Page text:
SB 608: Judges’ Retirement

This bill makes several changes to the provisions governing the ability of a member of the Judges Retirement System I to elect an optional settlement prior to retirement. It restores the ability of judges that have attained the minimum age for service retirement with at least 20 years of service to elect to designate their spouse to receive an optional settlement in lieu of a pre-retirement death benefit. Signed on Feb. 28.

SB 634: Olive Oil Standards

Each year sees increases in the volume and types of high quality olive oil produced in California, some of which rivals the best oils produced in the world. This bill recognizes that growth and progress by establishing standards for olive oil in California, in line with international standards. Signed on Sept. 30.

SB 662: Veterans Homes

This bill makes technical clarifying changes to the Military and Veterans code regarding management of the state’s Veterans Homes. Gov. Schwarzenegger signed this bill into law on July 22.

SB 780: Funding for Rural and Underserved Telephone Services

Allows for the continued funding of a program paid for by all customers of home and cellular telephone services to protect rural and underserved areas of the state from outrageous phone bills. Signed on Sept. 26.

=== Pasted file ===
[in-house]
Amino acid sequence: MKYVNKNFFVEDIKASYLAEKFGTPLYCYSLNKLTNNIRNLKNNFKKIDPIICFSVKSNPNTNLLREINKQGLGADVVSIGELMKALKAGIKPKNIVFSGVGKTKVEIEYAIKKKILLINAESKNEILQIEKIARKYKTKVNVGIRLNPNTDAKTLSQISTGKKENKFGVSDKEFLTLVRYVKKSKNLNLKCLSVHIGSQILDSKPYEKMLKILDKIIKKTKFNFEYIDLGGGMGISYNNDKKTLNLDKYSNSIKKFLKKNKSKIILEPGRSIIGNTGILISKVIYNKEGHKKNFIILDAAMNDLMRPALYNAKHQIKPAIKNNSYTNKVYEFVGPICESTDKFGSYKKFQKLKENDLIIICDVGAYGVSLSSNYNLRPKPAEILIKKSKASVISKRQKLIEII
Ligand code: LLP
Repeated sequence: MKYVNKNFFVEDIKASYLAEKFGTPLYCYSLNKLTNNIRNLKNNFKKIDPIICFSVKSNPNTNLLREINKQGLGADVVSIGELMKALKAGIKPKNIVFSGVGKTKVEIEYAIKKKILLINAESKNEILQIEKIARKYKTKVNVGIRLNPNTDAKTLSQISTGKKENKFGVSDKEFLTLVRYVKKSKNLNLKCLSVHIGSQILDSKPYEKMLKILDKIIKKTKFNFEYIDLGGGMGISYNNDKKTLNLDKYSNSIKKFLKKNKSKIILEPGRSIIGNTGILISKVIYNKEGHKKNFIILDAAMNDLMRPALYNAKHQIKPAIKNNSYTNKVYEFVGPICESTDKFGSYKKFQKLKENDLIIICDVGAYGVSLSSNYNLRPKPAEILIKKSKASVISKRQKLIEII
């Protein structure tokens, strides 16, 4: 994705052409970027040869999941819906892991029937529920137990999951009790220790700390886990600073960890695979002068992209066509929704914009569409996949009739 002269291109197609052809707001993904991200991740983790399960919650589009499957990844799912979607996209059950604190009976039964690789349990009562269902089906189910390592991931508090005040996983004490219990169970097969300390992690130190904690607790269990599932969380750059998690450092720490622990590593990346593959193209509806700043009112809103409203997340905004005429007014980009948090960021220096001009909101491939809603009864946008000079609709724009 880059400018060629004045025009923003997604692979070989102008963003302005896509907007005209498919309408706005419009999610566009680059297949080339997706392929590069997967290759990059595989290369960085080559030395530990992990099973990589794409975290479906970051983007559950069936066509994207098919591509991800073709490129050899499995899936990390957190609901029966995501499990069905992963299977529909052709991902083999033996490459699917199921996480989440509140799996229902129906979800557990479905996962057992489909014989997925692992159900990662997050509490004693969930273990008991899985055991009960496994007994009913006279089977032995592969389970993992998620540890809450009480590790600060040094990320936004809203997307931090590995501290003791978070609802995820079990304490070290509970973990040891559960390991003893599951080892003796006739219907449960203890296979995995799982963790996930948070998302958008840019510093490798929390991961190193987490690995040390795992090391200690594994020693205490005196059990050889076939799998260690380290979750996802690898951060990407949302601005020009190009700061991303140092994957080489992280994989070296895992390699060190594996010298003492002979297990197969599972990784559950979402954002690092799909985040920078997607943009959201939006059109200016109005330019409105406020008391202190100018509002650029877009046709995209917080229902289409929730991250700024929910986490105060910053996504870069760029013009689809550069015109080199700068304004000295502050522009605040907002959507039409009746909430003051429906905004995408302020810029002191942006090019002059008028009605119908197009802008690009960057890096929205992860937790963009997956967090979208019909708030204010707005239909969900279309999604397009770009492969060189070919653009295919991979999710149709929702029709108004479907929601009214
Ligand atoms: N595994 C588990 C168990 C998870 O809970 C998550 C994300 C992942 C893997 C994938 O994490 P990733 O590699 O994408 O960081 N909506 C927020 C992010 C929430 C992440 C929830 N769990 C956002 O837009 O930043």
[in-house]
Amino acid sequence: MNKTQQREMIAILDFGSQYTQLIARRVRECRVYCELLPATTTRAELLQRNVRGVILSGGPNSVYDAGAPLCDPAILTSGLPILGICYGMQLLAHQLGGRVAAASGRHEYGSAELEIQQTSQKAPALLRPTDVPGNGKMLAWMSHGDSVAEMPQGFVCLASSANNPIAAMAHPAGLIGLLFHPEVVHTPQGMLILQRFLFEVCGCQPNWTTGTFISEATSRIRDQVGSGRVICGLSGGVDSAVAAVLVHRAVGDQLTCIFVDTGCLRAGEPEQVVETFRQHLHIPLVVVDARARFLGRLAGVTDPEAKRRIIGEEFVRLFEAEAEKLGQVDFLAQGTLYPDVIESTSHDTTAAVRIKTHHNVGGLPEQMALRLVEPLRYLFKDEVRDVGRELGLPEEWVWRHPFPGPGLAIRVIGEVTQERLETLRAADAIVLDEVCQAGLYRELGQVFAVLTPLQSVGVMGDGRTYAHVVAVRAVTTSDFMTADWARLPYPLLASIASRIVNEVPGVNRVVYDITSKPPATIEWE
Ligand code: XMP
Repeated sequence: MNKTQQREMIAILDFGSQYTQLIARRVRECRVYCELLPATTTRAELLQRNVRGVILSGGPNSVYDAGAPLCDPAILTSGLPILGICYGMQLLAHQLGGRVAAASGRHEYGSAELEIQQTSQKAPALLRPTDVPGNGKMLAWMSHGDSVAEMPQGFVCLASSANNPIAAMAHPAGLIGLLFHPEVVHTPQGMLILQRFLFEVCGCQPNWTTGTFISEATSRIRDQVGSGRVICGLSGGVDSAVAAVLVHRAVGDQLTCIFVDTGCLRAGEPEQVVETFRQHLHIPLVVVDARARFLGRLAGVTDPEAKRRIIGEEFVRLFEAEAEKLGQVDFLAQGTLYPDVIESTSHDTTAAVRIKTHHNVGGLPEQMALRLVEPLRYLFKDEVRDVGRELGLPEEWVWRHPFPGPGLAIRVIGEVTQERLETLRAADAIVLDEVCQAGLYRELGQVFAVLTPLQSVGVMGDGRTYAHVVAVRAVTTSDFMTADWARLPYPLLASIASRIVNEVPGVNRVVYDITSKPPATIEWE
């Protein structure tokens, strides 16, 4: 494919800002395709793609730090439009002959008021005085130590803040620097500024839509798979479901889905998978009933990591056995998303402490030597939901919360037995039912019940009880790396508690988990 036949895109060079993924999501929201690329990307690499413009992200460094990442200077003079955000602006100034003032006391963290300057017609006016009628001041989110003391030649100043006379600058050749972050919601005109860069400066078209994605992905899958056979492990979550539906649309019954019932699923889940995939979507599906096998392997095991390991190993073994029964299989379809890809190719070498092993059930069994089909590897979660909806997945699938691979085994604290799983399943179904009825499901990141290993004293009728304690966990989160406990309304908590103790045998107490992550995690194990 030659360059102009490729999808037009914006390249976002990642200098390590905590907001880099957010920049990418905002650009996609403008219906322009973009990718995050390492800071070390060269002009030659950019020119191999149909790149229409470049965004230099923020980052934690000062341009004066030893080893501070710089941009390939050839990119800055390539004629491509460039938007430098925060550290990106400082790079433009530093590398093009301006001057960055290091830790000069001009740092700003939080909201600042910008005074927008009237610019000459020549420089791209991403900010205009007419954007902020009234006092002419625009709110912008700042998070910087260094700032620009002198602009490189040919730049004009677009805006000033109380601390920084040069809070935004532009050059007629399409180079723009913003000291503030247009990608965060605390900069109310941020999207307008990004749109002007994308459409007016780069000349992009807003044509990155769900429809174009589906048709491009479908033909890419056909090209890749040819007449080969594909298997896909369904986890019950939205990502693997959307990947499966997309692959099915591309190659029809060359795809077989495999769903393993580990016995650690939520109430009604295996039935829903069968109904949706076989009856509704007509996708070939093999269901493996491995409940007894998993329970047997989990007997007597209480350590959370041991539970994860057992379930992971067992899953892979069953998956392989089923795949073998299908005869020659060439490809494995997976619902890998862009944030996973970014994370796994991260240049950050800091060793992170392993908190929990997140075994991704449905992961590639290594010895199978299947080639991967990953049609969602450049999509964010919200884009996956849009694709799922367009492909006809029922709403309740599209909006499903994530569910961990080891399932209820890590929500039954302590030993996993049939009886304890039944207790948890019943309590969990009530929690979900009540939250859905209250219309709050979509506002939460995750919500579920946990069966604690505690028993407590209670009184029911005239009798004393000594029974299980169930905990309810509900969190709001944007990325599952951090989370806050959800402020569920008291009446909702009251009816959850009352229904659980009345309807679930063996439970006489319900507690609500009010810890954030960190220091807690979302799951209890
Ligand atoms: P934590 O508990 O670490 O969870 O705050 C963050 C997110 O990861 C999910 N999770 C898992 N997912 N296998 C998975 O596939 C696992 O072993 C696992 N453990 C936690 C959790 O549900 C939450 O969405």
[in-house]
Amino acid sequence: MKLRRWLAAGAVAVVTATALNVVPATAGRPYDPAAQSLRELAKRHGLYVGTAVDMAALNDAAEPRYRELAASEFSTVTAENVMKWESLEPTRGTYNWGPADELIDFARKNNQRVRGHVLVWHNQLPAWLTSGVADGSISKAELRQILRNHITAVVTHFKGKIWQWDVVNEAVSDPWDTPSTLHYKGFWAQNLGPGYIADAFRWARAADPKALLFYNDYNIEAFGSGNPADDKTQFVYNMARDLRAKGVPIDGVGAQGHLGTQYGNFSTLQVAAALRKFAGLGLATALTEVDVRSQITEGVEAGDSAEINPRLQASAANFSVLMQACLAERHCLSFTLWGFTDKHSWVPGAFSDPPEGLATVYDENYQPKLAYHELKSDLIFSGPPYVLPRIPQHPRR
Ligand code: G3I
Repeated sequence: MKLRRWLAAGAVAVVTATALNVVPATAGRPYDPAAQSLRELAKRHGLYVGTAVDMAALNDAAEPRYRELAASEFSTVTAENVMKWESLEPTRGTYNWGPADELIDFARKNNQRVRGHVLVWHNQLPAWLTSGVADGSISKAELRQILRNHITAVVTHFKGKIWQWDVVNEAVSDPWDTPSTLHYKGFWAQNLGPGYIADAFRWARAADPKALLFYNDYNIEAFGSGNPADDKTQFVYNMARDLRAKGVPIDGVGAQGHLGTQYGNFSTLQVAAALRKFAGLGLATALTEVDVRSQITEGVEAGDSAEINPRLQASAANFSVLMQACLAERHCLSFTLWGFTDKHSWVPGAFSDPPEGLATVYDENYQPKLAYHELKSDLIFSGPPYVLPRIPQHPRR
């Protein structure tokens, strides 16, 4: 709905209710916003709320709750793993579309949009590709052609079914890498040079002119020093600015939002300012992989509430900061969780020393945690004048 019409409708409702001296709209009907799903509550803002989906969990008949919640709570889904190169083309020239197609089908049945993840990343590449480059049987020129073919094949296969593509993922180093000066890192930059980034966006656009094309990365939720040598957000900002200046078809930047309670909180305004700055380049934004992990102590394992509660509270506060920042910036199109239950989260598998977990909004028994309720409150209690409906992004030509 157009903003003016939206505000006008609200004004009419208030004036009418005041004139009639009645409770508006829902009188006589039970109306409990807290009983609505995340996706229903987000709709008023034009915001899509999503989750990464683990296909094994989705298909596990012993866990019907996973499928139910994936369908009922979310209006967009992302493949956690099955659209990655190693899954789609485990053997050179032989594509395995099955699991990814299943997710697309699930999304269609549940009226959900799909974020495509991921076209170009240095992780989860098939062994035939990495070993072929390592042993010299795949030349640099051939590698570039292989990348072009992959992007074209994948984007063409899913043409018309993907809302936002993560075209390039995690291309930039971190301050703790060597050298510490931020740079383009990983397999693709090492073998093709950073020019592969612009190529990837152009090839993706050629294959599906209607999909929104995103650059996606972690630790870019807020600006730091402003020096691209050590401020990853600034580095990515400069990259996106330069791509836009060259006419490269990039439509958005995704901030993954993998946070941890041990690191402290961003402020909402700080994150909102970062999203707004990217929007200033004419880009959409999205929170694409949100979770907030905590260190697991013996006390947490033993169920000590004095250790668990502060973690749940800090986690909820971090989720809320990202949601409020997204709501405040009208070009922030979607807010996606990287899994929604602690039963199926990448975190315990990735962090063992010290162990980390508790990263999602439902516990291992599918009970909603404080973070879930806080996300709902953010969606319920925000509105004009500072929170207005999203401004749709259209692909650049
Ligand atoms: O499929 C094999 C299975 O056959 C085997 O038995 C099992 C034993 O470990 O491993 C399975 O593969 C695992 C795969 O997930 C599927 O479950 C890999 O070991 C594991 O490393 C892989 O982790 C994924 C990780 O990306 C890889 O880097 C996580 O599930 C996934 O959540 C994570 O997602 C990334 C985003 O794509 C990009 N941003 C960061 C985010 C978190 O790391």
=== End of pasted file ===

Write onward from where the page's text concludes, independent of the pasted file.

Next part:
SB 911: Hot Air Balloons

Allows for the continued exemption of hot air balloon operators from regulation by the California Public Utilities Commission (the PUC) in order for the industry to be able to maintain reasonable priced liability insurance for carrying passengers. Signed on Sept. 30.

SB 1016: Landfill Disposal

Requires cities and counties to measure the amount of waste that is actually deposited in a landfill as opposed to the amount that they could supposedly divert. Will give the California Integrated Waste Management Board a more accurate and timely portrayal of how cities and counties meet the 50% diversion requirement. Signed on Sept. 26.

SB 1093: San Francisco Bay Area Water Emergency Transportation Authority

This bill is a cleanup measure to last year’s SB 976, which transferred multiple city-operated ferry systems under one state organized ferry system. Specifically, SB 1093 ensures that the level of ferry service in the cities of Vallejo and Alameda are not diminished, and that no downtown redevelopment projects designed around the ferry system are negatively impacted. This bill also requires that if the state takes possession of any ferry facilities or vessels, the city will receive just and reasonable compensation. Signed on Sept. 27.